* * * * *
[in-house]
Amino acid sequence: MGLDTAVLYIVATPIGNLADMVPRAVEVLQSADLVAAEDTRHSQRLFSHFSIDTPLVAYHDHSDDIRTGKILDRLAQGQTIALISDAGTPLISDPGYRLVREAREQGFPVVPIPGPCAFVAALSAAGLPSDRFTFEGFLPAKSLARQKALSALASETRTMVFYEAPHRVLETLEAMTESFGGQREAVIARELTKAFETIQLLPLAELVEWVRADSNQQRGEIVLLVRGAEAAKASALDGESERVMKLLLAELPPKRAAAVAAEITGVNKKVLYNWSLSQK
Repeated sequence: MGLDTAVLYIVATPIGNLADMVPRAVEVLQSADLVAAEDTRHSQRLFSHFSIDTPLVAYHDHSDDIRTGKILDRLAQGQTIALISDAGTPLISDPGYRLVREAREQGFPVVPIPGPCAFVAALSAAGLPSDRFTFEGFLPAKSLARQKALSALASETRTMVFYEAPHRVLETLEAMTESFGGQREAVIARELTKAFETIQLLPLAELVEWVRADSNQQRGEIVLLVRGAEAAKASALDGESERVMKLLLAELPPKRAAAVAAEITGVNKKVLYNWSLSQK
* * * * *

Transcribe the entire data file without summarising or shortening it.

[in-house]
Amino acid sequence: MGLDTAVLYIVATPIGNLADMVPRAVEVLQSADLVAAEDTRHSQRLFSHFSIDTPLVAYHDHSDDIRTGKILDRLAQGQTIALISDAGTPLISDPGYRLVREAREQGFPVVPIPGPCAFVAALSAAGLPSDRFTFEGFLPAKSLARQKALSALASETRTMVFYEAPHRVLETLEAMTESFGGQREAVIARELTKAFETIQLLPLAELVEWVRADSNQQRGEIVLLVRGAEAAKASALDGESERVMKLLLAELPPKRAAAVAAEITGVNKKVLYNWSLSQK
Repeated sequence: MGLDTAVLYIVATPIGNLADMVPRAVEVLQSADLVAAEDTRHSQRLFSHFSIDTPLVAYHDHSDDIRTGKILDRLAQGQTIALISDAGTPLISDPGYRLVREAREQGFPVVPIPGPCAFVAALSAAGLPSDRFTFEGFLPAKSLARQKALSALASETRTMVFYEAPHRVLETLEAMTESFGGQREAVIARELTKAFETIQLLPLAELVEWVRADSNQQRGEIVLLVRGAEAAKASALDGESERVMKLLLAELPPKRAAAVAAEITGVNKKVLYNWSLSQK